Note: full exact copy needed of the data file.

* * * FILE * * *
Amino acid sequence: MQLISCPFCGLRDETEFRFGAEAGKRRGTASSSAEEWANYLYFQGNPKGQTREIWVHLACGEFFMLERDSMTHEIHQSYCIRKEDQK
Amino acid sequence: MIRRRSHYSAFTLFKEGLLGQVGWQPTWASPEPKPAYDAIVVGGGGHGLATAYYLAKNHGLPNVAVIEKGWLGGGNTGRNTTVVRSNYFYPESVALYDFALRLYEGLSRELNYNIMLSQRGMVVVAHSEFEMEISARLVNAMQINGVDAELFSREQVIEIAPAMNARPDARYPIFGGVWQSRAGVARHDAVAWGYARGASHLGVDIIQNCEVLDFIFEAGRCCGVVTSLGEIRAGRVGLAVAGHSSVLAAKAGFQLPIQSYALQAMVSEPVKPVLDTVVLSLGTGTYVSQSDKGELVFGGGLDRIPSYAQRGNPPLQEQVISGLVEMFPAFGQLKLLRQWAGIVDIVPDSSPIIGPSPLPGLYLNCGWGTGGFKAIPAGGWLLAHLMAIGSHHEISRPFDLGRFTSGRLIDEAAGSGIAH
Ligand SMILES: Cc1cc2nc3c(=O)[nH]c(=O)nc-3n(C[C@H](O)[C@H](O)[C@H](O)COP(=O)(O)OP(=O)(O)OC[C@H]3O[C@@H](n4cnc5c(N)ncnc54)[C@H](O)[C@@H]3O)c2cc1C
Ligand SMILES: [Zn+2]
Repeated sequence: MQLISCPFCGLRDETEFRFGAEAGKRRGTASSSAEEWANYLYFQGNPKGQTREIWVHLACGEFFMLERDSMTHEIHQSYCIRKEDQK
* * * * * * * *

Amino acid sequence: MQLISCPFCGLRDETEFRFGAEAGKRRGTASSSAEEWANYLYFQGNPKGQTREIWVHLACGEFFMLERDSMTHEIHQSYCIRKEDQK
Amino acid sequence: MIRRRSHYSAFTLFKEGLLGQVGWQPTWASPEPKPAYDAIVVGGGGHGLATAYYLAKNHGLPNVAVIEKGWLGGGNTGRNTTVVRSNYFYPESVALYDFALRLYEGLSRELNYNIMLSQRGMVVVAHSEFEMEISARLVNAMQINGVDAELFSREQVIEIAPAMNARPDARYPIFGGVWQSRAGVARHDAVAWGYARGASHLGVDIIQNCEVLDFIFEAGRCCGVVTSLGEIRAGRVGLAVAGHSSVLAAKAGFQLPIQSYALQAMVSEPVKPVLDTVVLSLGTGTYVSQSDKGELVFGGGLDRIPSYAQRGNPPLQEQVISGLVEMFPAFGQLKLLRQWAGIVDIVPDSSPIIGPSPLPGLYLNCGWGTGGFKAIPAGGWLLAHLMAIGSHHEISRPFDLGRFTSGRLIDEAAGSGIAH
Ligand SMILES: Cc1cc2nc3c(=O)[nH]c(=O)nc-3n(C[C@H](O)[C@H](O)[C@H](O)COP(=O)(O)OP(=O)(O)OC[C@H]3O[C@@H](n4cnc5c(N)ncnc54)[C@H](O)[C@@H]3O)c2cc1C
Ligand SMILES: [Zn+2]
Repeated sequence: MQLISCPFCGLRDETEFRFGAEAGKRRGTASSSAEEWANYLYFQGNPKGQTREIWVHLACGEFFMLERDSMTHEIHQSYCIRKEDQK